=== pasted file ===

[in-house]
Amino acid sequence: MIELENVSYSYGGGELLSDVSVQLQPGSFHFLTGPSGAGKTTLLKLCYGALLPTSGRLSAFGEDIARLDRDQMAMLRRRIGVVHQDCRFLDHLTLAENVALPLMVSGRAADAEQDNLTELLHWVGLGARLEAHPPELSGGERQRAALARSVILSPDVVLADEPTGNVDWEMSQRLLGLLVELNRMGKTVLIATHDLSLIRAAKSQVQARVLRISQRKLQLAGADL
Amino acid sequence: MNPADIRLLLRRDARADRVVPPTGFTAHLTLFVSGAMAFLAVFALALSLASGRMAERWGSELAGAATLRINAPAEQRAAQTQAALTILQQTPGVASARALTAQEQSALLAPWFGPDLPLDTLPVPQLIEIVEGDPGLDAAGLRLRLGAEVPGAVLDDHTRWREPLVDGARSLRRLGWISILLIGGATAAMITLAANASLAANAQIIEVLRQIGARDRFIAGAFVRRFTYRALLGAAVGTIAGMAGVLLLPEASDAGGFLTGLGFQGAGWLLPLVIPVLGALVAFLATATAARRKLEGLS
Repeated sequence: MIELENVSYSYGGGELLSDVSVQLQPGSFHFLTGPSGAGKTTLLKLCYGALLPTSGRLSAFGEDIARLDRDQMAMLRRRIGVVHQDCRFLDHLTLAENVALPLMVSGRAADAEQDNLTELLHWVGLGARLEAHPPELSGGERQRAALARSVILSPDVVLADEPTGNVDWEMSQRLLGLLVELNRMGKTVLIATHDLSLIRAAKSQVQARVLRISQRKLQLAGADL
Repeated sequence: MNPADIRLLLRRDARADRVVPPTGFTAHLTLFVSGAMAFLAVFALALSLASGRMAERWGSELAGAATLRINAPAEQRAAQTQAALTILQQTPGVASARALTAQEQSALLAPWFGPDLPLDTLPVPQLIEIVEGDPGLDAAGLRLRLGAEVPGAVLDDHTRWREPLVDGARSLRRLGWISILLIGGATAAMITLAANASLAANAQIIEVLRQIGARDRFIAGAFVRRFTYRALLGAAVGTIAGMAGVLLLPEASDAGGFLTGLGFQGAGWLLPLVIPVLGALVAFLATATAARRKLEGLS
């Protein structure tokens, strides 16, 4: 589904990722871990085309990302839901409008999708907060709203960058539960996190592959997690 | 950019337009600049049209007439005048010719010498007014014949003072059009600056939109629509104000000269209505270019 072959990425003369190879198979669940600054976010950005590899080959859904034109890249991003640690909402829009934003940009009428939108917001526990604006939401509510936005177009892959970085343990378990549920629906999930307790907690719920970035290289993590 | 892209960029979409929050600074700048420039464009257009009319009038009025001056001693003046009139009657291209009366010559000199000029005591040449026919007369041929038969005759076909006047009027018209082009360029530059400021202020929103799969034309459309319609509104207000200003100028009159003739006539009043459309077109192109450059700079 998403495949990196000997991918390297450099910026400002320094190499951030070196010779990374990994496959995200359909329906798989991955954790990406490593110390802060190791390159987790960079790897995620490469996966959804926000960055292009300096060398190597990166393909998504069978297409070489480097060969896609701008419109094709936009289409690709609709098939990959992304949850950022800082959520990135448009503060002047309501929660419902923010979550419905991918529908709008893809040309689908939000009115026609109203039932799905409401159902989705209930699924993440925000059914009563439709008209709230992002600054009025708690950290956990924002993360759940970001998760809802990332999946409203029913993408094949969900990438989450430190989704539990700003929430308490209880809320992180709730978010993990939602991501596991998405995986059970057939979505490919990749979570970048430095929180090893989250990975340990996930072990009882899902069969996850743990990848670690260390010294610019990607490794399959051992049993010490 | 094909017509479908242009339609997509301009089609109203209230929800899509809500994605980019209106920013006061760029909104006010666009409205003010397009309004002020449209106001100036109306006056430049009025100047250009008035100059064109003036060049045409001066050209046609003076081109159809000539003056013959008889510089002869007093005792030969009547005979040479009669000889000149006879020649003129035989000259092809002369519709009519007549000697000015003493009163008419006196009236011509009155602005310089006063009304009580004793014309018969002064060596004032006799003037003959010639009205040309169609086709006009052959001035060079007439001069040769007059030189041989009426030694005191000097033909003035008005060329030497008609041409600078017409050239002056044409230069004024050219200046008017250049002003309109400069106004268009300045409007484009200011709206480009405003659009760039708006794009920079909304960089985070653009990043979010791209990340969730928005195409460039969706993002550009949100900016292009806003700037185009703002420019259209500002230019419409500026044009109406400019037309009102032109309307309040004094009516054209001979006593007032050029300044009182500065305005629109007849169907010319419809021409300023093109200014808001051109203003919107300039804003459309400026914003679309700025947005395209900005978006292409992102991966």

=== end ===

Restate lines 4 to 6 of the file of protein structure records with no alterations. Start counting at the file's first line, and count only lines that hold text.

Repeated sequence: MIELENVSYSYGGGELLSDVSVQLQPGSFHFLTGPSGAGKTTLLKLCYGALLPTSGRLSAFGEDIARLDRDQMAMLRRRIGVVHQDCRFLDHLTLAENVALPLMVSGRAADAEQDNLTELLHWVGLGARLEAHPPELSGGERQRAALARSVILSPDVVLADEPTGNVDWEMSQRLLGLLVELNRMGKTVLIATHDLSLIRAAKSQVQARVLRISQRKLQLAGADL
Repeated sequence: MNPADIRLLLRRDARADRVVPPTGFTAHLTLFVSGAMAFLAVFALALSLASGRMAERWGSELAGAATLRINAPAEQRAAQTQAALTILQQTPGVASARALTAQEQSALLAPWFGPDLPLDTLPVPQLIEIVEGDPGLDAAGLRLRLGAEVPGAVLDDHTRWREPLVDGARSLRRLGWISILLIGGATAAMITLAANASLAANAQIIEVLRQIGARDRFIAGAFVRRFTYRALLGAAVGTIAGMAGVLLLPEASDAGGFLTGLGFQGAGWLLPLVIPVLGALVAFLATATAARRKLEGLS
């Protein structure tokens, strides 16, 4: 589904990722871990085309990302839901409008999708907060709203960058539960996190592959997690 | 950019337009600049049209007439005048010719010498007014014949003072059009600056939109629509104000000269209505270019 072959990425003369190879198979669940600054976010950005590899080959859904034109890249991003640690909402829009934003940009009428939108917001526990604006939401509510936005177009892959970085343990378990549920629906999930307790907690719920970035290289993590 | 892209960029979409929050600074700048420039464009257009009319009038009025001056001693003046009139009657291209009366010559000199000029005591040449026919007369041929038969005759076909006047009027018209082009360029530059400021202020929103799969034309459309319609509104207000200003100028009159003739006539009043459309077109192109450059700079 998403495949990196000997991918390297450099910026400002320094190499951030070196010779990374990994496959995200359909329906798989991955954790990406490593110390802060190791390159987790960079790897995620490469996966959804926000960055292009300096060398190597990166393909998504069978297409070489480097060969896609701008419109094709936009289409690709609709098939990959992304949850950022800082959520990135448009503060002047309501929660419902923010979550419905991918529908709008893809040309689908939000009115026609109203039932799905409401159902989705209930699924993440925000059914009563439709008209709230992002600054009025708690950290956990924002993360759940970001998760809802990332999946409203029913993408094949969900990438989450430190989704539990700003929430308490209880809320992180709730978010993990939602991501596991998405995986059970057939979505490919990749979570970048430095929180090893989250990975340990996930072990009882899902069969996850743990990848670690260390010294610019990607490794399959051992049993010490 | 094909017509479908242009339609997509301009089609109203209230929800899509809500994605980019209106920013006061760029909104006010666009409205003010397009309004002020449209106001100036109306006056430049009025100047250009008035100059064109003036060049045409001066050209046609003076081109159809000539003056013959008889510089002869007093005792030969009547005979040479009669000889000149006879020649003129035989000259092809002369519709009519007549000697000015003493009163008419006196009236011509009155602005310089006063009304009580004793014309018969002064060596004032006799003037003959010639009205040309169609086709006009052959001035060079007439001069040769007059030189041989009426030694005191000097033909003035008005060329030497008609041409600078017409050239002056044409230069004024050219200046008017250049002003309109400069106004268009300045409007484009200011709206480009405003659009760039708006794009920079909304960089985070653009990043979010791209990340969730928005195409460039969706993002550009949100900016292009806003700037185009703002420019259209500002230019419409500026044009109406400019037309009102032109309307309040004094009516054209001979006593007032050029300044009182500065305005629109007849169907010319419809021409300023093109200014808001051109203003919107300039804003459309400026914003679309700025947005395209900005978006292409992102991966």